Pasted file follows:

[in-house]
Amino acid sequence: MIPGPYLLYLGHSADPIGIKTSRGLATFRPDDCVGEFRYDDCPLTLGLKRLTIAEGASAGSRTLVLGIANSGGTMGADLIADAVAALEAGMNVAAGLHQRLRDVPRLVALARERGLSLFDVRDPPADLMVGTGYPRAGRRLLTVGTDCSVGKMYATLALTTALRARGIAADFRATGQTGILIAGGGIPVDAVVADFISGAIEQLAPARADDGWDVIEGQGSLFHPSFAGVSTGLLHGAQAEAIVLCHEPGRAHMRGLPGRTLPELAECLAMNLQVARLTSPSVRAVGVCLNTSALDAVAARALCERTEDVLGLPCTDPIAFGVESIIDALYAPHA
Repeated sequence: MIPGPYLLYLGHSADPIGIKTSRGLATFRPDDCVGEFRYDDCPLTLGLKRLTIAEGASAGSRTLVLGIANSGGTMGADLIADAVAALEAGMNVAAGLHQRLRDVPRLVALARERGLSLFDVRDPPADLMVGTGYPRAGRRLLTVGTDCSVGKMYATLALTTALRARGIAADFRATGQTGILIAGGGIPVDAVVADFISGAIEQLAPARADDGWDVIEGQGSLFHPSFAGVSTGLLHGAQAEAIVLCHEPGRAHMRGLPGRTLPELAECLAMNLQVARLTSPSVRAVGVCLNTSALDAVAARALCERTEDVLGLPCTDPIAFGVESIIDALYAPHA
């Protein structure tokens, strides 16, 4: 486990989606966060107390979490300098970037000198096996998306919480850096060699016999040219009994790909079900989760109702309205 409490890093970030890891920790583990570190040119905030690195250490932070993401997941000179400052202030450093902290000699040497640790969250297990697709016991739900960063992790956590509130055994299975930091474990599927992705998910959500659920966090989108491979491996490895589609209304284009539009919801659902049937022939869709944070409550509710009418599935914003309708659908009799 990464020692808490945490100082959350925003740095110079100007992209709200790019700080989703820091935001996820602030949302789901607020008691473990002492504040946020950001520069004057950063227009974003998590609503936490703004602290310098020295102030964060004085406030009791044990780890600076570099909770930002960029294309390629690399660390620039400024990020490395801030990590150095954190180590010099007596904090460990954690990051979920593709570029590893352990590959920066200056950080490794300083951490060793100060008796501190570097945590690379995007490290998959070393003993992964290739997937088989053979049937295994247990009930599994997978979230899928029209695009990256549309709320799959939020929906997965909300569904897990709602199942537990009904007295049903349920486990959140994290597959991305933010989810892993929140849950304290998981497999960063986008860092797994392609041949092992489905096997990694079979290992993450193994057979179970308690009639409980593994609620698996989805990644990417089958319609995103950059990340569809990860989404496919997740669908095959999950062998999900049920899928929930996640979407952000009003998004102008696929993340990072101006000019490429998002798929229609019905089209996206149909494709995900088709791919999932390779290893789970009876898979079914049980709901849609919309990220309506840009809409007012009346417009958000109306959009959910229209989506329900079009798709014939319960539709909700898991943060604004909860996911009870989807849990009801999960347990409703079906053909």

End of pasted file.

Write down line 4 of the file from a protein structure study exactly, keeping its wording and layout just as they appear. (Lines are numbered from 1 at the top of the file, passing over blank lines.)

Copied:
């Protein structure tokens, strides 16, 4: 486990989606966060107390979490300098970037000198096996998306919480850096060699016999040219009994790909079900989760109702309205 409490890093970030890891920790583990570190040119905030690195250490932070993401997941000179400052202030450093902290000699040497640790969250297990697709016991739900960063992790956590509130055994299975930091474990599927992705998910959500659920966090989108491979491996490895589609209304284009539009919801659902049937022939869709944070409550509710009418599935914003309708659908009799 990464020692808490945490100082959350925003740095110079100007992209709200790019700080989703820091935001996820602030949302789901607020008691473990002492504040946020950001520069004057950063227009974003998590609503936490703004602290310098020295102030964060004085406030009791044990780890600076570099909770930002960029294309390629690399660390620039400024990020490395801030990590150095954190180590010099007596904090460990954690990051979920593709570029590893352990590959920066200056950080490794300083951490060793100060008796501190570097945590690379995007490290998959070393003993992964290739997937088989053979049937295994247990009930599994997978979230899928029209695009990256549309709320799959939020929906997965909300569904897990709602199942537990009904007295049903349920486990959140994290597959991305933010989810892993929140849950304290998981497999960063986008860092797994392609041949092992489905096997990694079979290992993450193994057979179970308690009639409980593994609620698996989805990644990417089958319609995103950059990340569809990860989404496919997740669908095959999950062998999900049920899928929930996640979407952000009003998004102008696929993340990072101006000019490429998002798929229609019905089209996206149909494709995900088709791919999932390779290893789970009876898979079914049980709901849609919309990220309506840009809409007012009346417009958000109306959009959910229209989506329900079009798709014939319960539709909700898991943060604004909860996911009870989807849990009801999960347990409703079906053909």